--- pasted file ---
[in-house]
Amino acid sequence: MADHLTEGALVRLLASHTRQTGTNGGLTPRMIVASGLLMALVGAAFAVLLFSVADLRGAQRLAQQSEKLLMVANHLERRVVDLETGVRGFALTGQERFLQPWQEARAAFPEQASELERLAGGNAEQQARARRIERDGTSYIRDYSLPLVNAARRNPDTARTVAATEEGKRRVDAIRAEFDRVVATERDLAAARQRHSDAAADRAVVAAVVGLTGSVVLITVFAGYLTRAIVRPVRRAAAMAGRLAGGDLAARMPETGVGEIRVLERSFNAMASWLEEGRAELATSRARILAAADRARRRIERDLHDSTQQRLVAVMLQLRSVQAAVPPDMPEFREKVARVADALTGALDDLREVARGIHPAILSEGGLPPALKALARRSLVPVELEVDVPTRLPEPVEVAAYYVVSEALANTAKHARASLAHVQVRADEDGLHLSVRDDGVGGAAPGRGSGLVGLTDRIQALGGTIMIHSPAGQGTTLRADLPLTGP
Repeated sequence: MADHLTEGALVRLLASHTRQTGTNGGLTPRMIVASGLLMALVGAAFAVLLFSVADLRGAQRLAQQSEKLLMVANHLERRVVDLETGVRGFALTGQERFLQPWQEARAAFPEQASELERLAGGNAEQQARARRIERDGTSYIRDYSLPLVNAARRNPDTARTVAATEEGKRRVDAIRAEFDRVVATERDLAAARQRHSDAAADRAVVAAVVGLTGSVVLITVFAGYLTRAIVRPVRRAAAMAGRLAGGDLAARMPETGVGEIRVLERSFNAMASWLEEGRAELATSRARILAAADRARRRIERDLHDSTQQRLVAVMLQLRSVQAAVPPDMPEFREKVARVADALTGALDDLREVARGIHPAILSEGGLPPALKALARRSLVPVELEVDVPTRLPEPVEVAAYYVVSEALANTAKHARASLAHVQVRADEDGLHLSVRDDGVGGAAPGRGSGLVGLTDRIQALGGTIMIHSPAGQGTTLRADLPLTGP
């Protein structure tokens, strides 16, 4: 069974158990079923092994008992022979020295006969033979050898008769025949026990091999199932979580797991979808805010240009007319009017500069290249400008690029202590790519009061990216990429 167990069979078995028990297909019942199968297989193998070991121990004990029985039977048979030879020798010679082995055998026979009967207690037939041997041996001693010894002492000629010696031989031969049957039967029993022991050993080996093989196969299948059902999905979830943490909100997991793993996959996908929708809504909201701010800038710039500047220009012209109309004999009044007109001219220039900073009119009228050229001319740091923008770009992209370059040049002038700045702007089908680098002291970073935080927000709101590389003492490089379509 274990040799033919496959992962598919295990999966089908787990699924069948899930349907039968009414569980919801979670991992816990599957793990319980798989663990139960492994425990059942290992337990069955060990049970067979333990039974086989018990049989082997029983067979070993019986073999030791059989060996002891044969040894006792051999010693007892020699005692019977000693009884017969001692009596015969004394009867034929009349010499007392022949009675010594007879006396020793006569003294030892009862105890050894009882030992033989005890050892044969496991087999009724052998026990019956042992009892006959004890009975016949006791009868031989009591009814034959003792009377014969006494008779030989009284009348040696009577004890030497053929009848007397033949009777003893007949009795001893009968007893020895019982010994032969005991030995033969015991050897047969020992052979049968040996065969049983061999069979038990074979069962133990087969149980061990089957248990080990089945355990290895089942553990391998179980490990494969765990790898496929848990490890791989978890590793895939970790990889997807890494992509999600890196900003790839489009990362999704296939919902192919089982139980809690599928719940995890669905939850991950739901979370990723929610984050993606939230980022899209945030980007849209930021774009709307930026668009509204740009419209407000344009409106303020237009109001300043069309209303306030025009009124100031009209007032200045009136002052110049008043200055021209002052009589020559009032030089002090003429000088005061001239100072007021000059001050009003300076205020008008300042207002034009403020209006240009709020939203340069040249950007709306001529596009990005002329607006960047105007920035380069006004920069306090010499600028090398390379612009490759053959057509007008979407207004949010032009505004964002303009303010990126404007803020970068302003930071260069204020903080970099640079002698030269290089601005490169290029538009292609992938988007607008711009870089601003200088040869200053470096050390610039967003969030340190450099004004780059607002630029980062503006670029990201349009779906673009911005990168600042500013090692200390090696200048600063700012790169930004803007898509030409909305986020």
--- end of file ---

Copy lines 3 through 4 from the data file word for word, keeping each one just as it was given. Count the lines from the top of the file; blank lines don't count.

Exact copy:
Repeated sequence: MADHLTEGALVRLLASHTRQTGTNGGLTPRMIVASGLLMALVGAAFAVLLFSVADLRGAQRLAQQSEKLLMVANHLERRVVDLETGVRGFALTGQERFLQPWQEARAAFPEQASELERLAGGNAEQQARARRIERDGTSYIRDYSLPLVNAARRNPDTARTVAATEEGKRRVDAIRAEFDRVVATERDLAAARQRHSDAAADRAVVAAVVGLTGSVVLITVFAGYLTRAIVRPVRRAAAMAGRLAGGDLAARMPETGVGEIRVLERSFNAMASWLEEGRAELATSRARILAAADRARRRIERDLHDSTQQRLVAVMLQLRSVQAAVPPDMPEFREKVARVADALTGALDDLREVARGIHPAILSEGGLPPALKALARRSLVPVELEVDVPTRLPEPVEVAAYYVVSEALANTAKHARASLAHVQVRADEDGLHLSVRDDGVGGAAPGRGSGLVGLTDRIQALGGTIMIHSPAGQGTTLRADLPLTGP
């Protein structure tokens, strides 16, 4: 069974158990079923092994008992022979020295006969033979050898008769025949026990091999199932979580797991979808805010240009007319009017500069290249400008690029202590790519009061990216990429 167990069979078995028990297909019942199968297989193998070991121990004990029985039977048979030879020798010679082995055998026979009967207690037939041997041996001693010894002492000629010696031989031969049957039967029993022991050993080996093989196969299948059902999905979830943490909100997991793993996959996908929708809504909201701010800038710039500047220009012209109309004999009044007109001219220039900073009119009228050229001319740091923008770009992209370059040049002038700045702007089908680098002291970073935080927000709101590389003492490089379509 274990040799033919496959992962598919295990999966089908787990699924069948899930349907039968009414569980919801979670991992816990599957793990319980798989663990139960492994425990059942290992337990069955060990049970067979333990039974086989018990049989082997029983067979070993019986073999030791059989060996002891044969040894006792051999010693007892020699005692019977000693009884017969001692009596015969004394009867034929009349010499007392022949009675010594007879006396020793006569003294030892009862105890050894009882030992033989005890050892044969496991087999009724052998026990019956042992009892006959004890009975016949006791009868031989009591009814034959003792009377014969006494008779030989009284009348040696009577004890030497053929009848007397033949009777003893007949009795001893009968007893020895019982010994032969005991030995033969015991050897047969020992052979049968040996065969049983061999069979038990074979069962133990087969149980061990089957248990080990089945355990290895089942553990391998179980490990494969765990790898496929848990490890791989978890590793895939970790990889997807890494992509999600890196900003790839489009990362999704296939919902192919089982139980809690599928719940995890669905939850991950739901979370990723929610984050993606939230980022899209945030980007849209930021774009709307930026668009509204740009419209407000344009409106303020237009109001300043069309209303306030025009009124100031009209007032200045009136002052110049008043200055021209002052009589020559009032030089002090003429000088005061001239100072007021000059001050009003300076205020008008300042207002034009403020209006240009709020939203340069040249950007709306001529596009990005002329607006960047105007920035380069006004920069306090010499600028090398390379612009490759053959057509007008979407207004949010032009505004964002303009303010990126404007803020970068302003930071260069204020903080970099640079002698030269290089601005490169290029538009292609992938988007607008711009870089601003200088040869200053470096050390610039967003969030340190450099004004780059607002630029980062503006670029990201349009779906673009911005990168600042500013090692200390090696200048600063700012790169930004803007898509030409909305986020």